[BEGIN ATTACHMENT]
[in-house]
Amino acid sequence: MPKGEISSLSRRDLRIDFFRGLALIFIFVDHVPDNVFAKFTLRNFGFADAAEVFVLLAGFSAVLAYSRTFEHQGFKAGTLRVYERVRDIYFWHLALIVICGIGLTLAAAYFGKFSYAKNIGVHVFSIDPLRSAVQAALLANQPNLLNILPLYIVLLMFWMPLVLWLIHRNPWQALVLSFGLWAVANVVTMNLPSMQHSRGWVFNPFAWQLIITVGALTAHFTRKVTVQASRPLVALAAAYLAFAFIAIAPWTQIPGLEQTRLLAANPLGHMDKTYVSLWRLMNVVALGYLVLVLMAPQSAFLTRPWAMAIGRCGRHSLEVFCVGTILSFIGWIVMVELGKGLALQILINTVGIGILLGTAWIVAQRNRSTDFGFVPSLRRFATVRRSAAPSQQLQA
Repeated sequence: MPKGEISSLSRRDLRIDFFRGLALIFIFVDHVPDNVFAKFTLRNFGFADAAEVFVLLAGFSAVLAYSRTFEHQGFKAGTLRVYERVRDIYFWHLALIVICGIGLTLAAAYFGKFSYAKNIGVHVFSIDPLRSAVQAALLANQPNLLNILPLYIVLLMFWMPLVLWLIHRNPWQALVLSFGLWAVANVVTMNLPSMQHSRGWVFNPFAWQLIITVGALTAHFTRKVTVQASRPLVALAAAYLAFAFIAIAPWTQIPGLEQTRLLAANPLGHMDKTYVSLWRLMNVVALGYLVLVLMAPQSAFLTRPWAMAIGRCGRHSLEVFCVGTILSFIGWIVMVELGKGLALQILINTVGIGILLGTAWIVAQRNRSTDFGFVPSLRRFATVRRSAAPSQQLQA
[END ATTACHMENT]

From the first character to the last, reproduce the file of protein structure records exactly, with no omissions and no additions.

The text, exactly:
[in-house]
Amino acid sequence: MPKGEISSLSRRDLRIDFFRGLALIFIFVDHVPDNVFAKFTLRNFGFADAAEVFVLLAGFSAVLAYSRTFEHQGFKAGTLRVYERVRDIYFWHLALIVICGIGLTLAAAYFGKFSYAKNIGVHVFSIDPLRSAVQAALLANQPNLLNILPLYIVLLMFWMPLVLWLIHRNPWQALVLSFGLWAVANVVTMNLPSMQHSRGWVFNPFAWQLIITVGALTAHFTRKVTVQASRPLVALAAAYLAFAFIAIAPWTQIPGLEQTRLLAANPLGHMDKTYVSLWRLMNVVALGYLVLVLMAPQSAFLTRPWAMAIGRCGRHSLEVFCVGTILSFIGWIVMVELGKGLALQILINTVGIGILLGTAWIVAQRNRSTDFGFVPSLRRFATVRRSAAPSQQLQA
Repeated sequence: MPKGEISSLSRRDLRIDFFRGLALIFIFVDHVPDNVFAKFTLRNFGFADAAEVFVLLAGFSAVLAYSRTFEHQGFKAGTLRVYERVRDIYFWHLALIVICGIGLTLAAAYFGKFSYAKNIGVHVFSIDPLRSAVQAALLANQPNLLNILPLYIVLLMFWMPLVLWLIHRNPWQALVLSFGLWAVANVVTMNLPSMQHSRGWVFNPFAWQLIITVGALTAHFTRKVTVQASRPLVALAAAYLAFAFIAIAPWTQIPGLEQTRLLAANPLGHMDKTYVSLWRLMNVVALGYLVLVLMAPQSAFLTRPWAMAIGRCGRHSLEVFCVGTILSFIGWIVMVELGKGLALQILINTVGIGILLGTAWIVAQRNRSTDFGFVPSLRRFATVRRSAAPSQQLQA